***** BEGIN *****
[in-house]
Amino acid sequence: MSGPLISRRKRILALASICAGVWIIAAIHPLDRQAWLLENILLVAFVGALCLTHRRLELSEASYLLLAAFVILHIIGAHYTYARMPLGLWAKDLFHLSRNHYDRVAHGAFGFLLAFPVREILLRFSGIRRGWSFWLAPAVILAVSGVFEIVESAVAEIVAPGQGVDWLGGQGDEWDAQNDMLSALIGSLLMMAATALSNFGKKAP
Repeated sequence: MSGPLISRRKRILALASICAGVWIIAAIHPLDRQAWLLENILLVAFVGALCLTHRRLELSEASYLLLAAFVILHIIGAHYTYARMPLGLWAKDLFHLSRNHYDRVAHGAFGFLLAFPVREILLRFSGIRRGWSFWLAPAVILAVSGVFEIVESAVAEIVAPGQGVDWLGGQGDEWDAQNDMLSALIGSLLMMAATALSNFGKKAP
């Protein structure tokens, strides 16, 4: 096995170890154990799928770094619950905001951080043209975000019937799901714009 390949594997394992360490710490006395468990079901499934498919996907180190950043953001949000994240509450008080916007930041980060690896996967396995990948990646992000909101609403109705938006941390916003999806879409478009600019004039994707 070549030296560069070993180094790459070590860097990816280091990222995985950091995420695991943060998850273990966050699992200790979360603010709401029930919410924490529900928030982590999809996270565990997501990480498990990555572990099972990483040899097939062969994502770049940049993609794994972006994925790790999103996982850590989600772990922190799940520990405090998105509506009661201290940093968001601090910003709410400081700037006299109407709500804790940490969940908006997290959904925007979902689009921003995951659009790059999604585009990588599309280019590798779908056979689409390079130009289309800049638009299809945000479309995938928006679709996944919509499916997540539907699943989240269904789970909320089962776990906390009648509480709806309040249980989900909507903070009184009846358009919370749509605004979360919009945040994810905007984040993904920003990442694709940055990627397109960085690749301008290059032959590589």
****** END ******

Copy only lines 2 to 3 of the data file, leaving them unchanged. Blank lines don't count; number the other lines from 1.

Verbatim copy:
Amino acid sequence: MSGPLISRRKRILALASICAGVWIIAAIHPLDRQAWLLENILLVAFVGALCLTHRRLELSEASYLLLAAFVILHIIGAHYTYARMPLGLWAKDLFHLSRNHYDRVAHGAFGFLLAFPVREILLRFSGIRRGWSFWLAPAVILAVSGVFEIVESAVAEIVAPGQGVDWLGGQGDEWDAQNDMLSALIGSLLMMAATALSNFGKKAP
Repeated sequence: MSGPLISRRKRILALASICAGVWIIAAIHPLDRQAWLLENILLVAFVGALCLTHRRLELSEASYLLLAAFVILHIIGAHYTYARMPLGLWAKDLFHLSRNHYDRVAHGAFGFLLAFPVREILLRFSGIRRGWSFWLAPAVILAVSGVFEIVESAVAEIVAPGQGVDWLGGQGDEWDAQNDMLSALIGSLLMMAATALSNFGKKAP